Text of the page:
Our Terms of Use and Privacy Policy have changed. We think you'll like them better this way.

Our Martial Arts Legacy - Then, Today, Tomorrow - II

  • Broadcast in Culture
A New Day 4 Al Islam

A New Day 4 Al Islam


Follow This Show

If you liked this show, you should follow A New Day 4 Al Islam.

Last Saturday, we were definitely at the feet of the masters of the marital arts. Two dedicated practitioners with a combined experience of nearly 80 years, laying out to us, not only their personal journeys, but how martial arts has been, and continues to be a stabilizing and balancing force in our community.By the way, we ended the show on a very powerful and moving note, specifically dealing with a very tragic situation with whom we are all familiar - Be sure to listen to the archives for that show.

Now, Critical Discourse will continue this discussion with Hanshi Ali Abdul-Karim and Master Yusuf Rahman. We will also add two more experts to the forum, brothers Saleem Shareef and Chike Nwabukuw.

Brother Saleem has been in the martial arts fold since 1969, starting with karate and judo. Since then, he’s studied Bando with Mfundisi Maasi, boxing with Caryln Kelly and Pinklin Thomas, as well as Brazilian Ju-Jitsu with the Machado Brothers. Never one to stop learning, Saleem is presently studying Kente-Ryu Ju-Jitsu with Grandmaster Sharif Wali and kung-fu with Master Eric Lee.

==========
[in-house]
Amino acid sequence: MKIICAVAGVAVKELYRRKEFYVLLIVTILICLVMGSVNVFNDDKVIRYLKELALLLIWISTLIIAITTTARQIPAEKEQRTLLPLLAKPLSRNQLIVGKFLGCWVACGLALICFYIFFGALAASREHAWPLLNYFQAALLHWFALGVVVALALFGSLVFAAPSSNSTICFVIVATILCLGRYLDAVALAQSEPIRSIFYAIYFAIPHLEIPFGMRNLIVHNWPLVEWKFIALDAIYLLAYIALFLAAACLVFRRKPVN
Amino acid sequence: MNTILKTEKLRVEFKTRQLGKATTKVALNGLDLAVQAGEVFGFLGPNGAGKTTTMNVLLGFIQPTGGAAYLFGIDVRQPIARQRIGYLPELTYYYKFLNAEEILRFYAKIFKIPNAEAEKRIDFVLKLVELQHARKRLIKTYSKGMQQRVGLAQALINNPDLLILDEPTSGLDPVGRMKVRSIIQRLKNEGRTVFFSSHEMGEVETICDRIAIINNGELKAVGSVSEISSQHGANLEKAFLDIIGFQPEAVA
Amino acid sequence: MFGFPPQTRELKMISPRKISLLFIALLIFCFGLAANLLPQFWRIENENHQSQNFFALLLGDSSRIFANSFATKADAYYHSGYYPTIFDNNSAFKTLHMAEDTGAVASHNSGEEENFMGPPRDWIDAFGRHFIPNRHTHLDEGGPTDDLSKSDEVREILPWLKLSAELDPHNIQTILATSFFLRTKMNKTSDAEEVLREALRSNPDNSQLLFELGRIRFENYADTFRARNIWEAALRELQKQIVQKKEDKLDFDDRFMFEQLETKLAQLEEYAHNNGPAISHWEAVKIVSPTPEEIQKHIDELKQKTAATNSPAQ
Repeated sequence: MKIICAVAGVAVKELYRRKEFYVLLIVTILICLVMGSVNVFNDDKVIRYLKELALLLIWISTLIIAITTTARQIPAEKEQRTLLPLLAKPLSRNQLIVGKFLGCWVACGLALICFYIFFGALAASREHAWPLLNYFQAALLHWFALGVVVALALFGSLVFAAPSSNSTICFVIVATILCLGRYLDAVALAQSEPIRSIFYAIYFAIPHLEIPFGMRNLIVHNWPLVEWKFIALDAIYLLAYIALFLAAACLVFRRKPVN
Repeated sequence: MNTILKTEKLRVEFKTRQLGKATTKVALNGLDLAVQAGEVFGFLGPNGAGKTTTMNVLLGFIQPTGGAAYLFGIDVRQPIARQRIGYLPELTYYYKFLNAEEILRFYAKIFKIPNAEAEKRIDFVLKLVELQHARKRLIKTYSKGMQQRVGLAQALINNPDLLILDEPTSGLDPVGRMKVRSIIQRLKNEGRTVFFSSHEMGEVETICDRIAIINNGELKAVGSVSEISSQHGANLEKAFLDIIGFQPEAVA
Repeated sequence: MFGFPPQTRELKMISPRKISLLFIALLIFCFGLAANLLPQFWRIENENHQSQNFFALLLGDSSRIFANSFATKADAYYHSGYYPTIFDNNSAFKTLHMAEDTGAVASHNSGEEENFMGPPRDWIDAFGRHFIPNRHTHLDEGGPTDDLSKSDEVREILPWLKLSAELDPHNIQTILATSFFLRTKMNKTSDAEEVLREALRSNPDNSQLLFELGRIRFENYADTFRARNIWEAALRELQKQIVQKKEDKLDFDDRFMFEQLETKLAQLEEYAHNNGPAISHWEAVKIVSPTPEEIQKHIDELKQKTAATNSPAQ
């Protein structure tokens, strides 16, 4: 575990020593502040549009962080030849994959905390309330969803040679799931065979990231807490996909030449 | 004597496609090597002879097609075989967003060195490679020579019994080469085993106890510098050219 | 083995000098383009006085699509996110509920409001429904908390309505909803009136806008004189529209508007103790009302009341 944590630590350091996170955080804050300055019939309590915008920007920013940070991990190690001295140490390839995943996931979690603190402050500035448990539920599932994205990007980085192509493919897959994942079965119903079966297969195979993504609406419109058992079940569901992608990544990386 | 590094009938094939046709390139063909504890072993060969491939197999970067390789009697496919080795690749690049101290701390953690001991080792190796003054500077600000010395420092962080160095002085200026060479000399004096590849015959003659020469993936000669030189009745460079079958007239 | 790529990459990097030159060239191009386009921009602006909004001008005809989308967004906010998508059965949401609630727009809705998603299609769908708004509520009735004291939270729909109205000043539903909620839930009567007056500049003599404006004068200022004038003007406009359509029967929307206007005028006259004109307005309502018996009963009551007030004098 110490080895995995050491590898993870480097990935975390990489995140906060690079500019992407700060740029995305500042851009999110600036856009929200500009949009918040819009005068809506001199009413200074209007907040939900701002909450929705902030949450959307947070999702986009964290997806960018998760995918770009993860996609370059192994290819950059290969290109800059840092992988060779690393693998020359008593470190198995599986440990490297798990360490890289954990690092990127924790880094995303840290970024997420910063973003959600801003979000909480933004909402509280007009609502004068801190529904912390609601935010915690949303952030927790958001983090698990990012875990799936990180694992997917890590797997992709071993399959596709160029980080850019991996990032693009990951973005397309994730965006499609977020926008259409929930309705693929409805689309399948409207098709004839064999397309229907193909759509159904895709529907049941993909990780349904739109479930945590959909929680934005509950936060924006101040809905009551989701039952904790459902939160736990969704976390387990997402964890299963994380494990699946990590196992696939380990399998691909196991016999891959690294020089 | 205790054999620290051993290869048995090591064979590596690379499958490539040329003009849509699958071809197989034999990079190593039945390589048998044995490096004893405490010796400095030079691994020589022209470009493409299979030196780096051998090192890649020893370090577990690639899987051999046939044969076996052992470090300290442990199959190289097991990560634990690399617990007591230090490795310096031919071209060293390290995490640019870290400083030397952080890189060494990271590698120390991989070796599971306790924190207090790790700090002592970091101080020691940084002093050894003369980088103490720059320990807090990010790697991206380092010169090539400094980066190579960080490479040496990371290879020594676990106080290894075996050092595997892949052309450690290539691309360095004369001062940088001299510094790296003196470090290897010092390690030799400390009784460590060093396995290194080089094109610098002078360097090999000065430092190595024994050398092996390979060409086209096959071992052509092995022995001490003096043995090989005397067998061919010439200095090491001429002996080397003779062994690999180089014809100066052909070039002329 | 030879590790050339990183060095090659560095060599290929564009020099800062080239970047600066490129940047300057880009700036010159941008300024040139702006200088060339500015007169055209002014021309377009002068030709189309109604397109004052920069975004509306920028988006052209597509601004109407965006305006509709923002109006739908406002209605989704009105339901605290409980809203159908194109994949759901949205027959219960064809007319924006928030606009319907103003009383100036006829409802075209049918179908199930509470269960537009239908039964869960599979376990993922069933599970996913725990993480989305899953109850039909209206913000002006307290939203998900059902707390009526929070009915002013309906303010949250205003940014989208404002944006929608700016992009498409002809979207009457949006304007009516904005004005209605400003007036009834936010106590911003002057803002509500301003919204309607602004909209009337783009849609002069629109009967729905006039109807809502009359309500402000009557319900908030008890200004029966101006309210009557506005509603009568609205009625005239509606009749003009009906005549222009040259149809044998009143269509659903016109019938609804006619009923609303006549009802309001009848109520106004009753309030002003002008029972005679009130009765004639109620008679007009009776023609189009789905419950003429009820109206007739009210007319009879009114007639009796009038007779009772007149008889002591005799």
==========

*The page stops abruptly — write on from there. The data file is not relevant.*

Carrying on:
Brother Chike Nwabukuw is a practitioner and teacher of the African-Brazilian martial art, Capoeira, more specifically, Capoeira-Angola, not to be confused with the more popular and faster-paced Capoeira-Regional’.  Capoeira has a rich and fascinating history as a critical tool of survival and cultural preservation, and I personally am looking forward to learning more about it, as well as listening to feedback from our other experts, who have come from the Asian perspective of martial arts.